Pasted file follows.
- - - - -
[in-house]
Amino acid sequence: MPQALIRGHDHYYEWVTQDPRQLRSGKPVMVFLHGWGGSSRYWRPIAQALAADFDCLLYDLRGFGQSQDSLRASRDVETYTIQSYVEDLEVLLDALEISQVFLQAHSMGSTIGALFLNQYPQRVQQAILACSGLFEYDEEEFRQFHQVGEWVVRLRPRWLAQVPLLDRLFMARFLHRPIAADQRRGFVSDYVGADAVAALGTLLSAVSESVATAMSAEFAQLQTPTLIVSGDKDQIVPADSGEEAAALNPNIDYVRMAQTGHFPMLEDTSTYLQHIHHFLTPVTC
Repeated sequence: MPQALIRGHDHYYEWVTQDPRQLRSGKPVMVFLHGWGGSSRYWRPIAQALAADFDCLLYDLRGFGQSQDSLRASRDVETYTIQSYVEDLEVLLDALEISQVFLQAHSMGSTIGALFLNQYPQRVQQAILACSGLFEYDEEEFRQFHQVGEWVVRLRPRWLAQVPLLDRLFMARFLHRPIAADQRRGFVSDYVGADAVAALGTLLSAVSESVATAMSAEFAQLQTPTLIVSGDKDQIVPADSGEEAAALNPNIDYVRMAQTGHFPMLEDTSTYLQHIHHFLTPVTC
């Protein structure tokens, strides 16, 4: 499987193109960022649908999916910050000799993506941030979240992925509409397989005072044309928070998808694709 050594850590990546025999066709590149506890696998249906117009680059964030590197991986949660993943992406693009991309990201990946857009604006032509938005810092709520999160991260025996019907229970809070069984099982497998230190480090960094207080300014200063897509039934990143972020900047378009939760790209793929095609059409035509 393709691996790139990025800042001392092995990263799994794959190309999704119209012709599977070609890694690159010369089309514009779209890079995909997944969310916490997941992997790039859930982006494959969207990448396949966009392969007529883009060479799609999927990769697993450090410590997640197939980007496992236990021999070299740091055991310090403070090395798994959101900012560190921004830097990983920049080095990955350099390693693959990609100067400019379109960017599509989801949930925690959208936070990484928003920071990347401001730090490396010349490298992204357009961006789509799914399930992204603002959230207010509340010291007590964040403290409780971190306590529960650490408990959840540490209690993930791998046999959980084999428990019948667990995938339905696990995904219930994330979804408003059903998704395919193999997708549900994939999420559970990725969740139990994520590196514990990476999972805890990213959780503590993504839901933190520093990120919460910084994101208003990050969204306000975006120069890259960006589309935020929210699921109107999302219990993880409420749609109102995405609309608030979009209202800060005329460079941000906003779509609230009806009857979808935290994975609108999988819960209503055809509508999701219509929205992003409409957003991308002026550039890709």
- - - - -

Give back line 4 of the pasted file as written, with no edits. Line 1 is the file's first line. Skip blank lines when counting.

């Protein structure tokens, strides 16, 4: 499987193109960022649908999916910050000799993506941030979240992925509409397989005072044309928070998808694709 050594850590990546025999066709590149506890696998249906117009680059964030590197991986949660993943992406693009991309990201990946857009604006032509938005810092709520999160991260025996019907229970809070069984099982497998230190480090960094207080300014200063897509039934990143972020900047378009939760790209793929095609059409035509 393709691996790139990025800042001392092995990263799994794959190309999704119209012709599977070609890694690159010369089309514009779209890079995909997944969310916490997941992997790039859930982006494959969207990448396949966009392969007529883009060479799609999927990769697993450090410590997640197939980007496992236990021999070299740091055991310090403070090395798994959101900012560190921004830097990983920049080095990955350099390693693959990609100067400019379109960017599509989801949930925690959208936070990484928003920071990347401001730090490396010349490298992204357009961006789509799914399930992204603002959230207010509340010291007590964040403290409780971190306590529960650490408990959840540490209690993930791998046999959980084999428990019948667990995938339905696990995904219930994330979804408003059903998704395919193999997708549900994939999420559970990725969740139990994520590196514990990476999972805890990213959780503590993504839901933190520093990120919460910084994101208003990050969204306000975006120069890259960006589309935020929210699921109107999302219990993880409420749609109102995405609309608030979009209202800060005329460079941000906003779509609230009806009857979808935290994975609108999988819960209503055809509508999701219509929205992003409409957003991308002026550039890709």